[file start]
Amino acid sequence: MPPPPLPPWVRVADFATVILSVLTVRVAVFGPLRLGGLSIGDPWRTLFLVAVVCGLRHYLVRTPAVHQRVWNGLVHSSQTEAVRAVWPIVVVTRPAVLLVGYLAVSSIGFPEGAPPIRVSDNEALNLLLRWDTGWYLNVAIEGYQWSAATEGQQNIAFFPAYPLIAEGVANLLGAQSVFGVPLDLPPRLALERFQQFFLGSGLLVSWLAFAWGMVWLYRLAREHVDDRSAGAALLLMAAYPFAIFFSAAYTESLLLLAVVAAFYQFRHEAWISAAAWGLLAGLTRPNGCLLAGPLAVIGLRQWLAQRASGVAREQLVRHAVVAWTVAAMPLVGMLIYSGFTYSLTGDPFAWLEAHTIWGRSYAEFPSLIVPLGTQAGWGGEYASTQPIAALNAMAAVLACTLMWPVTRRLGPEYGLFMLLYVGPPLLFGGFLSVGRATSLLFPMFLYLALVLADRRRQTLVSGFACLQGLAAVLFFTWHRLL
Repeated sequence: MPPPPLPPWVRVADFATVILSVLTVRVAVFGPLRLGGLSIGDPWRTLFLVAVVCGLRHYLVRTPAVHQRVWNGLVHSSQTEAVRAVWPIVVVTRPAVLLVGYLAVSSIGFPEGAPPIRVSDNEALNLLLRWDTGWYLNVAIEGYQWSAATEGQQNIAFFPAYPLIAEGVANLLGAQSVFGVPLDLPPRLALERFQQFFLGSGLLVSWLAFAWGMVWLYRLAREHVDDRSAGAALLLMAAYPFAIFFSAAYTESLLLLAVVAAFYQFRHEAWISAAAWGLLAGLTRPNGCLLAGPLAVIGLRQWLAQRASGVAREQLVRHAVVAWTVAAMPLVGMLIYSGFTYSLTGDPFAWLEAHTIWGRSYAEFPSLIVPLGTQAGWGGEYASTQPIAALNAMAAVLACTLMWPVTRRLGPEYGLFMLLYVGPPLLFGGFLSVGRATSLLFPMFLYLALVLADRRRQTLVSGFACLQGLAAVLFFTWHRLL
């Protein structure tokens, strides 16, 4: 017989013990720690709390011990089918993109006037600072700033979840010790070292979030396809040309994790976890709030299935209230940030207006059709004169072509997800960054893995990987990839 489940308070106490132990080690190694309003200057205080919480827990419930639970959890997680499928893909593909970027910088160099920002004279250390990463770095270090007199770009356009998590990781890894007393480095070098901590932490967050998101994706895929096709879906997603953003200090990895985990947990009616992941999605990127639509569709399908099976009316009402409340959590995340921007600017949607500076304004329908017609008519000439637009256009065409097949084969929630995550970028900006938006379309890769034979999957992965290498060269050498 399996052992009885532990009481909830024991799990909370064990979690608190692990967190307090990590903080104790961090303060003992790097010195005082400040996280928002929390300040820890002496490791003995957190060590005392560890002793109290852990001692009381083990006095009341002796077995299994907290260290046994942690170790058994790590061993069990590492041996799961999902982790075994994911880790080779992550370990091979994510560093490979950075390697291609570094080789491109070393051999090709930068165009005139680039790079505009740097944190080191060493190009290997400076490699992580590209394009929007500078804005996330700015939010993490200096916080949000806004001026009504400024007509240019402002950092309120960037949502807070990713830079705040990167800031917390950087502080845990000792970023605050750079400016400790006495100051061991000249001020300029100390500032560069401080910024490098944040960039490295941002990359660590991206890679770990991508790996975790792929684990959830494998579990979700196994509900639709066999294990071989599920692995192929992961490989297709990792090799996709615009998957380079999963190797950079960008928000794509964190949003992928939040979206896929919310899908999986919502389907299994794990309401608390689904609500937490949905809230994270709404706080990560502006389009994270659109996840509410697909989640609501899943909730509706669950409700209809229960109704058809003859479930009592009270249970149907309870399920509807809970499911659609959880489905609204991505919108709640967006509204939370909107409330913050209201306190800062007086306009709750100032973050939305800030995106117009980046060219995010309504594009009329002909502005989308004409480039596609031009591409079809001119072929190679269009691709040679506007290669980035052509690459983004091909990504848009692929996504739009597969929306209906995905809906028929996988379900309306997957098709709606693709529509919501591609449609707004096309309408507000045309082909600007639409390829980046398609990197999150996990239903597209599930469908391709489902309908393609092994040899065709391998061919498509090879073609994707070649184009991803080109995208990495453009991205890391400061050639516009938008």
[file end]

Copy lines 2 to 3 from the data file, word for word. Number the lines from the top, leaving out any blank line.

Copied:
Repeated sequence: MPPPPLPPWVRVADFATVILSVLTVRVAVFGPLRLGGLSIGDPWRTLFLVAVVCGLRHYLVRTPAVHQRVWNGLVHSSQTEAVRAVWPIVVVTRPAVLLVGYLAVSSIGFPEGAPPIRVSDNEALNLLLRWDTGWYLNVAIEGYQWSAATEGQQNIAFFPAYPLIAEGVANLLGAQSVFGVPLDLPPRLALERFQQFFLGSGLLVSWLAFAWGMVWLYRLAREHVDDRSAGAALLLMAAYPFAIFFSAAYTESLLLLAVVAAFYQFRHEAWISAAAWGLLAGLTRPNGCLLAGPLAVIGLRQWLAQRASGVAREQLVRHAVVAWTVAAMPLVGMLIYSGFTYSLTGDPFAWLEAHTIWGRSYAEFPSLIVPLGTQAGWGGEYASTQPIAALNAMAAVLACTLMWPVTRRLGPEYGLFMLLYVGPPLLFGGFLSVGRATSLLFPMFLYLALVLADRRRQTLVSGFACLQGLAAVLFFTWHRLL
């Protein structure tokens, strides 16, 4: 017989013990720690709390011990089918993109006037600072700033979840010790070292979030396809040309994790976890709030299935209230940030207006059709004169072509997800960054893995990987990839 489940308070106490132990080690190694309003200057205080919480827990419930639970959890997680499928893909593909970027910088160099920002004279250390990463770095270090007199770009356009998590990781890894007393480095070098901590932490967050998101994706895929096709879906997603953003200090990895985990947990009616992941999605990127639509569709399908099976009316009402409340959590995340921007600017949607500076304004329908017609008519000439637009256009065409097949084969929630995550970028900006938006379309890769034979999957992965290498060269050498 399996052992009885532990009481909830024991799990909370064990979690608190692990967190307090990590903080104790961090303060003992790097010195005082400040996280928002929390300040820890002496490791003995957190060590005392560890002793109290852990001692009381083990006095009341002796077995299994907290260290046994942690170790058994790590061993069990590492041996799961999902982790075994994911880790080779992550370990091979994510560093490979950075390697291609570094080789491109070393051999090709930068165009005139680039790079505009740097944190080191060493190009290997400076490699992580590209394009929007500078804005996330700015939010993490200096916080949000806004001026009504400024007509240019402002950092309120960037949502807070990713830079705040990167800031917390950087502080845990000792970023605050750079400016400790006495100051061991000249001020300029100390500032560069401080910024490098944040960039490295941002990359660590991206890679770990991508790996975790792929684990959830494998579990979700196994509900639709066999294990071989599920692995192929992961490989297709990792090799996709615009998957380079999963190797950079960008928000794509964190949003992928939040979206896929919310899908999986919502389907299994794990309401608390689904609500937490949905809230994270709404706080990560502006389009994270659109996840509410697909989640609501899943909730509706669950409700209809229960109704058809003859479930009592009270249970149907309870399920509807809970499911659609959880489905609204991505919108709640967006509204939370909107409330913050209201306190800062007086306009709750100032973050939305800030995106117009980046060219995010309504594009009329002909502005989308004409480039596609031009591409079809001119072929190679269009691709040679506007290669980035052509690459983004091909990504848009692929996504739009597969929306209906995905809906028929996988379900309306997957098709709606693709529509919501591609449609707004096309309408507000045309082909600007639409390829980046398609990197999150996990239903597209599930469908391709489902309908393609092994040899065709391998061919498509090879073609994707070649184009991803080109995208990495453009991205890391400061050639516009938008």